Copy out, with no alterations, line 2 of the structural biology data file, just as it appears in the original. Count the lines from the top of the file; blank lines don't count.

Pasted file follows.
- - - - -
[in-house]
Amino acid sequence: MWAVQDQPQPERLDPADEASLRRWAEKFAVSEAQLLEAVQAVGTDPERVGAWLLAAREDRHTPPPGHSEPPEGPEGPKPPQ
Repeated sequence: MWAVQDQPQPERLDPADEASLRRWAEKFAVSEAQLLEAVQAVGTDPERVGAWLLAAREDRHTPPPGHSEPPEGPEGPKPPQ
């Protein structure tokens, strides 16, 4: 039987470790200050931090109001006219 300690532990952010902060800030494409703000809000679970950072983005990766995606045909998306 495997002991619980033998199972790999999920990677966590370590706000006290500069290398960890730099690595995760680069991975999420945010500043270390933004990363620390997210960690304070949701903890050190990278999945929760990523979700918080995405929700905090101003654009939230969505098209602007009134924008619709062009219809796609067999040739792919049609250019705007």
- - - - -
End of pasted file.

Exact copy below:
Amino acid sequence: MWAVQDQPQPERLDPADEASLRRWAEKFAVSEAQLLEAVQAVGTDPERVGAWLLAAREDRHTPPPGHSEPPEGPEGPKPPQ